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Use crontab and flock to control cron job sequence

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Introduction

Cron is a time-based job scheduler in Unix-like operating systems. It is used to automate scheduled tasks and scripts. Cron jobs are executed at pre-defined times and intervals. However, sometimes the sequence of execution of these jobs is important. In this blog post, we will discuss how to use crontab and flock to control the sequence of cron jobs.

Using crontab

Crontab is a command that is used to create, edit, and manage cron jobs. By default, cron jobs are executed in random order. To control the sequence of execution, we can use the sleep command to introduce a delay between jobs. For example, if we want to execute job1, wait for 10 seconds, and then execute job2, we can add the following lines to the crontab file:

* * * * * /path/to/job1
* * * * * sleep 10; /path/to/job2

This will execute job1 every minute, followed by job2 with a 10-second delay.

Using flock

Flock is a command that is used to manage file locks. It can be used to prevent multiple instances of a script from running simultaneously. This can be useful when we have a cron job that takes a long time to execute and we want to ensure that it completes before the next job starts. To use flock, we need to modify the crontab entry for the job we want to lock. For example, if we want to lock the job1 script, we can modify the crontab entry as follows:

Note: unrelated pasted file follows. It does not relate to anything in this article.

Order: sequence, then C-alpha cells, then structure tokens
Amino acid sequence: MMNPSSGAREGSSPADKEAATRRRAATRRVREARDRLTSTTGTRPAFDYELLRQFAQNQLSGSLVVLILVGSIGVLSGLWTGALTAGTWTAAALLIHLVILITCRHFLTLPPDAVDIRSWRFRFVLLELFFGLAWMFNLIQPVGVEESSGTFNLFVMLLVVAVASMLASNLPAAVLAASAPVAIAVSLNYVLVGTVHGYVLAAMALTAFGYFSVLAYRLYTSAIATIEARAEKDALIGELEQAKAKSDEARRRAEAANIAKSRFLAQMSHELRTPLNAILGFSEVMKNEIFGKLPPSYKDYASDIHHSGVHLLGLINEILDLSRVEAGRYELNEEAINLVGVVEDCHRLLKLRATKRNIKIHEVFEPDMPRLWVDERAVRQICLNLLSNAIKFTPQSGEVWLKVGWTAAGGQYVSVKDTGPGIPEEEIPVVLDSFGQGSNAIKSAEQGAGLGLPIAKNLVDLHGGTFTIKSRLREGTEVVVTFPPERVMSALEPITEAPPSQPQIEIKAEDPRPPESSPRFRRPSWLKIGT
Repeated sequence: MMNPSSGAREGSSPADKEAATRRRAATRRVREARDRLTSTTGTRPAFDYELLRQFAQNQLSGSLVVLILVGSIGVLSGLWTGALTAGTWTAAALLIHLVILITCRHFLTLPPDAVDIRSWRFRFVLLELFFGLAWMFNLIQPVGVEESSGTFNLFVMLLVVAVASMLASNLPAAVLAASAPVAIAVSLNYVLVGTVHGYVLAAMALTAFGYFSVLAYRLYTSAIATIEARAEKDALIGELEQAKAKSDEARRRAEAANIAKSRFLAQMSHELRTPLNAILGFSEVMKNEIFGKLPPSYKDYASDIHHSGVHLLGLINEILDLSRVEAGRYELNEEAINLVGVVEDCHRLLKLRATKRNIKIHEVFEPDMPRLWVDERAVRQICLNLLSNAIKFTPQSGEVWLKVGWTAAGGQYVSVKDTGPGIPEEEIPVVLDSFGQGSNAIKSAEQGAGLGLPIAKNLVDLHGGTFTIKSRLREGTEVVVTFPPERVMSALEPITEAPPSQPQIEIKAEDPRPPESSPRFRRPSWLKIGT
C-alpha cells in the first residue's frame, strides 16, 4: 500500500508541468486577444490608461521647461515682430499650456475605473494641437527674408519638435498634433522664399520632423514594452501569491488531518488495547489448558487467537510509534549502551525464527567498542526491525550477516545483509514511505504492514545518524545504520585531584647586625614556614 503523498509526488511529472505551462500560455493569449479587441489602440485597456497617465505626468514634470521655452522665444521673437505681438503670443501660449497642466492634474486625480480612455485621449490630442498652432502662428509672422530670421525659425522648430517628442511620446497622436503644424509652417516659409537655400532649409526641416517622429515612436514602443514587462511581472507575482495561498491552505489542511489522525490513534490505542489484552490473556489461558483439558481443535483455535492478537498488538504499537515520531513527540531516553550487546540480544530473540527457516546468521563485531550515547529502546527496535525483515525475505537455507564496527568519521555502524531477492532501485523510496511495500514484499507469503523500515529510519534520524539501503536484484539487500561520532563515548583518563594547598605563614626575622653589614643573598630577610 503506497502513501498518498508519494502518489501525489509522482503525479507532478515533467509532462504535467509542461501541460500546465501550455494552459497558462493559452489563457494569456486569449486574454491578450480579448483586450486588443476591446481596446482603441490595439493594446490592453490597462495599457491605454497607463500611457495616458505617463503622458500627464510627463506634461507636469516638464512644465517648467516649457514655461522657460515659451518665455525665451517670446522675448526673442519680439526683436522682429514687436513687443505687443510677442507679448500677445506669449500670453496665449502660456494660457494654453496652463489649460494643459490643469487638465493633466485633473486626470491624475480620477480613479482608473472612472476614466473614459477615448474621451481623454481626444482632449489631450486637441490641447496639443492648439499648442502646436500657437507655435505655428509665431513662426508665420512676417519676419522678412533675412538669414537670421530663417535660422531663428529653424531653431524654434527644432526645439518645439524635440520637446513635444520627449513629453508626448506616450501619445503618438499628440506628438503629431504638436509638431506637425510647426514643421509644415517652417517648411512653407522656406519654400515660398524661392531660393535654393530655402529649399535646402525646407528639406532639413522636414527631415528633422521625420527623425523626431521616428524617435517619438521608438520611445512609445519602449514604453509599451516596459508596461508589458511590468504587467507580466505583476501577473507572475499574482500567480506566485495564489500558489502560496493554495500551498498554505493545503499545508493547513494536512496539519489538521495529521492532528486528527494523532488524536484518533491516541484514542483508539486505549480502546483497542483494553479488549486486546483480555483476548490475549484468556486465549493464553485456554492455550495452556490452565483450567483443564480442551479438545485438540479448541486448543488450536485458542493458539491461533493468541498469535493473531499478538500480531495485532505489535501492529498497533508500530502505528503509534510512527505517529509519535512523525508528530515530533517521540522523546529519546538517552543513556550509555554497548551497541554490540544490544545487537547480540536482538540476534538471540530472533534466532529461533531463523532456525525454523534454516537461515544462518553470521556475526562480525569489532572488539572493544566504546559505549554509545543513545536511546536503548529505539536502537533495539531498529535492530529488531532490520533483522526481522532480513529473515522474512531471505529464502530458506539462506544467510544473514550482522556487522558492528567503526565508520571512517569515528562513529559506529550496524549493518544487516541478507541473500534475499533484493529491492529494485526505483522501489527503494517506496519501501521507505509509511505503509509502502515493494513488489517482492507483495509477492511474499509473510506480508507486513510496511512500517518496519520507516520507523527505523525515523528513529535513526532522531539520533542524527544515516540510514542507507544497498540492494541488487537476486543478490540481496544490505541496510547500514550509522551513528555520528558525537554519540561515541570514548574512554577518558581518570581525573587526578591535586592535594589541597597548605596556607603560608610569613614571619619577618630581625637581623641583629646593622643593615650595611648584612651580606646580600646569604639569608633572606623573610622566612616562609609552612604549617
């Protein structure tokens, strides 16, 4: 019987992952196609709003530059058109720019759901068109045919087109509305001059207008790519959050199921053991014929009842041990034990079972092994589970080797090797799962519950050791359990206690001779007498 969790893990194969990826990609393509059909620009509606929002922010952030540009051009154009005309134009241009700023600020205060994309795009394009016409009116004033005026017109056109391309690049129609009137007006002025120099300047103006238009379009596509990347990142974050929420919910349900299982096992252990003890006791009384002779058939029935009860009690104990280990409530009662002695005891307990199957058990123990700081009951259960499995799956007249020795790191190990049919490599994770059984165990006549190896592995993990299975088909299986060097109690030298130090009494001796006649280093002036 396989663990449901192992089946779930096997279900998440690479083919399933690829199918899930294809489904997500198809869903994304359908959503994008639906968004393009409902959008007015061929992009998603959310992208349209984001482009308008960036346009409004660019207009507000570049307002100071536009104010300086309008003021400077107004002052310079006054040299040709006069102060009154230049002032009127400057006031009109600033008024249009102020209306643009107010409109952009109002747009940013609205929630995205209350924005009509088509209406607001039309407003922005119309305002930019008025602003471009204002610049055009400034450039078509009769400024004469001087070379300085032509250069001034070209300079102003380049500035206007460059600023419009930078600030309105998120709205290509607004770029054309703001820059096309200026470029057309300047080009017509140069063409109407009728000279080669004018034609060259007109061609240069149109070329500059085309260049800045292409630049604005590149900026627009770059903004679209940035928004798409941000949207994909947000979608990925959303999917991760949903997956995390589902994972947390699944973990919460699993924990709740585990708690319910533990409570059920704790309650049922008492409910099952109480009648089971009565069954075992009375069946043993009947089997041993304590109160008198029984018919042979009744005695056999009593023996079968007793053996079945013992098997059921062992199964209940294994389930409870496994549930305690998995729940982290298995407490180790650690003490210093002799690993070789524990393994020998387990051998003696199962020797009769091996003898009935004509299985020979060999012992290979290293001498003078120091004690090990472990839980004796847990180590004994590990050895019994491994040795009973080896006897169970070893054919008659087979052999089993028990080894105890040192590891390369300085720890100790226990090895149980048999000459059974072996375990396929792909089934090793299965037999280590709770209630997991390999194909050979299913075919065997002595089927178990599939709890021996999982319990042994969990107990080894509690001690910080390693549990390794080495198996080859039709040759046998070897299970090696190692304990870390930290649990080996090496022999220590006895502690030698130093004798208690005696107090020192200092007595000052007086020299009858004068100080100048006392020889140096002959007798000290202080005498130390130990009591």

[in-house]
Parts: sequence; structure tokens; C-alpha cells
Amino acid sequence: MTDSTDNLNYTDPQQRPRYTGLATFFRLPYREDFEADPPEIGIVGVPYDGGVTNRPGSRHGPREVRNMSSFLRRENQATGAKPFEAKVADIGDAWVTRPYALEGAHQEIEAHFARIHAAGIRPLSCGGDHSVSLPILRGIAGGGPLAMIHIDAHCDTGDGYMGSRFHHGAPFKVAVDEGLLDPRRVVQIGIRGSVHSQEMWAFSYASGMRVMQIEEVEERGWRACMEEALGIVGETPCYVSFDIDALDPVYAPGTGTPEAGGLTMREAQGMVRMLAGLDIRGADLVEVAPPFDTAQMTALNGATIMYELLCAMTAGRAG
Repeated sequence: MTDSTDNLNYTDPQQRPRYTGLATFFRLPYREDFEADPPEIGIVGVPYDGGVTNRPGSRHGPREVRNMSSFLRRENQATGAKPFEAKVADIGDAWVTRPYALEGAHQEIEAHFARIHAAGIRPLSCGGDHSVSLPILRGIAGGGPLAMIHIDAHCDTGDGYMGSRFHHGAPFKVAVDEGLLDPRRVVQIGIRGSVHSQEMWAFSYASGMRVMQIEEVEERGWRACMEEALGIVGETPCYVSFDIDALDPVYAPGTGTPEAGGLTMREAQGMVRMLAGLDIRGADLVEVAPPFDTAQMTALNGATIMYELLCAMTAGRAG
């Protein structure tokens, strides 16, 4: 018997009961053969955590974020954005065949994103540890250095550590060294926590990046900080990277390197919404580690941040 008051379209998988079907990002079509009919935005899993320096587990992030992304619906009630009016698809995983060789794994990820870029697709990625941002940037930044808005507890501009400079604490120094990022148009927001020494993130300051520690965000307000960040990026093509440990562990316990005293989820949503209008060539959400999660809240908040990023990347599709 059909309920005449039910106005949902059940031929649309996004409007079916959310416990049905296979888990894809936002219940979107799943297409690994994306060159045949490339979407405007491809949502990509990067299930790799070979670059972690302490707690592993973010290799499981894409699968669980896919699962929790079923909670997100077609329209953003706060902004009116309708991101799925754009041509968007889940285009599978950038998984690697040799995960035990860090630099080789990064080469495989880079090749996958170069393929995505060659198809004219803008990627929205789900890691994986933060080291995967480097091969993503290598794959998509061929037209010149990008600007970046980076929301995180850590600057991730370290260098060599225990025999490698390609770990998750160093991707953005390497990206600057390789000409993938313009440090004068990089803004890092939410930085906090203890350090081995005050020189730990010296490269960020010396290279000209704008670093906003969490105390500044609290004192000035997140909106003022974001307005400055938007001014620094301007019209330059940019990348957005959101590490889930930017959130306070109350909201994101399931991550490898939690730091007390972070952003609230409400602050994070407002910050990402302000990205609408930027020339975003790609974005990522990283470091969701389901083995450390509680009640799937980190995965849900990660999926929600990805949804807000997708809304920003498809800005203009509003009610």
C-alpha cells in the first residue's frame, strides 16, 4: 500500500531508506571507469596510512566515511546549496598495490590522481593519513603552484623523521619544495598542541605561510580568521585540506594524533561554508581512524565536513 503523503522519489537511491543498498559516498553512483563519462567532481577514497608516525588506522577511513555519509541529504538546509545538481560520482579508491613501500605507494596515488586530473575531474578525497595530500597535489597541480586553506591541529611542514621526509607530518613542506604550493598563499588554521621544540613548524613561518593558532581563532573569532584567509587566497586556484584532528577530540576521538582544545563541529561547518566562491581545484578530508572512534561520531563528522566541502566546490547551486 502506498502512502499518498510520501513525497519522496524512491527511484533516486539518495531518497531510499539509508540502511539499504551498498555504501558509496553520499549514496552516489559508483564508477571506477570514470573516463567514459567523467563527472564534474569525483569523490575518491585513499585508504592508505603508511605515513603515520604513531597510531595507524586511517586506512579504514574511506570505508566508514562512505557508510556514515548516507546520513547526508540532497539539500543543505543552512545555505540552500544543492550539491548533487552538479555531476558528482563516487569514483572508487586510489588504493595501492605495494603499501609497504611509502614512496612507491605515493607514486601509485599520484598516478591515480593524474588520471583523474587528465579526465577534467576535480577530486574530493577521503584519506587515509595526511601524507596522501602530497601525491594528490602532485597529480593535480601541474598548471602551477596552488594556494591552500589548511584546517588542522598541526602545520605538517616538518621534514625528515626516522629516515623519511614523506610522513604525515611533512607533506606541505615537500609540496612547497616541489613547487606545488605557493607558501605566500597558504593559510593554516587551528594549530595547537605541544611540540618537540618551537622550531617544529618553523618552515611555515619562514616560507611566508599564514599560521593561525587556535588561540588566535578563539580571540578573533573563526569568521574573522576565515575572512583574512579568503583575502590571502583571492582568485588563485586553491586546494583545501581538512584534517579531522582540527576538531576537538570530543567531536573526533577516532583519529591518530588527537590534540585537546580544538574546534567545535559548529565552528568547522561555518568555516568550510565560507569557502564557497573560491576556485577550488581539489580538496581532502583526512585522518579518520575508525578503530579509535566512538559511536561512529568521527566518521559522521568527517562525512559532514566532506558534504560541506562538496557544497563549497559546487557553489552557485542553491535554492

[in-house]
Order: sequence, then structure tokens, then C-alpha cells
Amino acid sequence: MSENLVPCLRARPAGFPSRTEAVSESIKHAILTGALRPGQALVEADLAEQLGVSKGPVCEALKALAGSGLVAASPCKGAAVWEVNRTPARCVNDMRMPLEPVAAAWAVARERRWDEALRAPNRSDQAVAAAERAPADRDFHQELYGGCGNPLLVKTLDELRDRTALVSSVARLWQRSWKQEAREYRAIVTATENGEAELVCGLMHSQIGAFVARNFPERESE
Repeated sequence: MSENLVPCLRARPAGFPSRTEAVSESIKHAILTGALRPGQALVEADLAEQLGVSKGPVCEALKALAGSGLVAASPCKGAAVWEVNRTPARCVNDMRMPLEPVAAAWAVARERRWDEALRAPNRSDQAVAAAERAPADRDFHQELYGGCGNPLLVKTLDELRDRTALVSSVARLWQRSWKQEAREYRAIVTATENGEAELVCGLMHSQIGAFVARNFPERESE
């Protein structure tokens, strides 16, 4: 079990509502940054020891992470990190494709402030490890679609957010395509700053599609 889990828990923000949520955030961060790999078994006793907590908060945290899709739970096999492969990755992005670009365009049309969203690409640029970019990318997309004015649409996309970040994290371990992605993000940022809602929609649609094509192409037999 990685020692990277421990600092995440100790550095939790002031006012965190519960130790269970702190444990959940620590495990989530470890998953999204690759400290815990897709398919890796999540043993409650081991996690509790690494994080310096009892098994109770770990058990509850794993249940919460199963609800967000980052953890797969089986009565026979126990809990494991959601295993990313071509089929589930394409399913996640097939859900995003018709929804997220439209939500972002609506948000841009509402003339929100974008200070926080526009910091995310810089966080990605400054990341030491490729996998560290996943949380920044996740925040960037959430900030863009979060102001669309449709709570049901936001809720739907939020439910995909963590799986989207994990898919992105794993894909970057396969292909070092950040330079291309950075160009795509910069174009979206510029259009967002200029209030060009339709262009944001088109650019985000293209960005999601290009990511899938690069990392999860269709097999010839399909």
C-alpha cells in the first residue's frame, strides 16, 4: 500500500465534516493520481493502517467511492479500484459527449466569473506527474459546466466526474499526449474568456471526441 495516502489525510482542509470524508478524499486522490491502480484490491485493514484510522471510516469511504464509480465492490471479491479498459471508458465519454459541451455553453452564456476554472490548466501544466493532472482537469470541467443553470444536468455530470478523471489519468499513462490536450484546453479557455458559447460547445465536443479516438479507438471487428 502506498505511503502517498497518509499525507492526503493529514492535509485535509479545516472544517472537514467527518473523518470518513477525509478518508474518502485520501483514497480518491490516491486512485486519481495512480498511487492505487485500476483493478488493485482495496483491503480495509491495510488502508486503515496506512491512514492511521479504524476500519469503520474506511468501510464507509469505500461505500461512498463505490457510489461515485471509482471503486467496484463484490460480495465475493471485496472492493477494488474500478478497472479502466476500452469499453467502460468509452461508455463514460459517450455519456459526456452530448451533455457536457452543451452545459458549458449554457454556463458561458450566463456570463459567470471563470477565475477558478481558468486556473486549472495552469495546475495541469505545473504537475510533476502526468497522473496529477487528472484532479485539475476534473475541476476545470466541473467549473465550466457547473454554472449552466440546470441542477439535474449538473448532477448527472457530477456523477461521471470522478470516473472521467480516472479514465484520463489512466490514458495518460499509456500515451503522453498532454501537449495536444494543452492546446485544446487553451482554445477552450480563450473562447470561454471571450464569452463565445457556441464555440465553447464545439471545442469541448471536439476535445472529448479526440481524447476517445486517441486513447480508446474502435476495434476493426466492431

* * * * * /usr/bin/flock -n /tmp/job1.lockfile /path/to/job1

This will ensure that only one instance of the job1 script is running at any given time. If the lockfile already exists, flock will prevent the script from running until the lock is released.

Controlling job sequence using flock and crontab

We can also use flock and crontab together to control the sequence of cron jobs. For example, if we want to execute job1, wait for it to complete, and then execute job2, we can modify the crontab entries as follows:

* * * * * /usr/bin/flock -n /tmp/job1.lockfile /path/to/job1
* * * * * /usr/bin/flock -n /tmp/job2.lockfile /path/to/job2

This will ensure that job2 does not start until job1 completes. If job1 is already running, job2 will wait until the lock is released.

Conclusion

In this blog post, we have seen how to use crontab and flock to control the sequence of cron jobs. By introducing delays and file locks, we can ensure that our cron jobs are executed in the desired order. This can be useful when we have dependencies between jobs or when we want to prevent multiple instances of a script from running simultaneously.

Appendix

*/2 * * * * /usr/bin/flock -xn /var/run/cron.lock -c '/home/cron.sh'

Parameter Description

-s, --shared: Obtain a shared lock.
-x, --exclusive: Obtain an exclusive lock.
-u, --unlock: Remove a lock, usually unnecessary as the lock is automatically released after the script finishes executing.
-n, --nonblock: Fail immediately if the lock cannot be obtained instead of waiting.
-w, --timeout: Wait for the specified time if the lock cannot be obtained immediately.
-o, --close: Close the file descriptor before running the command. This is used if the command generates a child process that is not controlled by the lock.
-c, --command: Run a single command in the shell.
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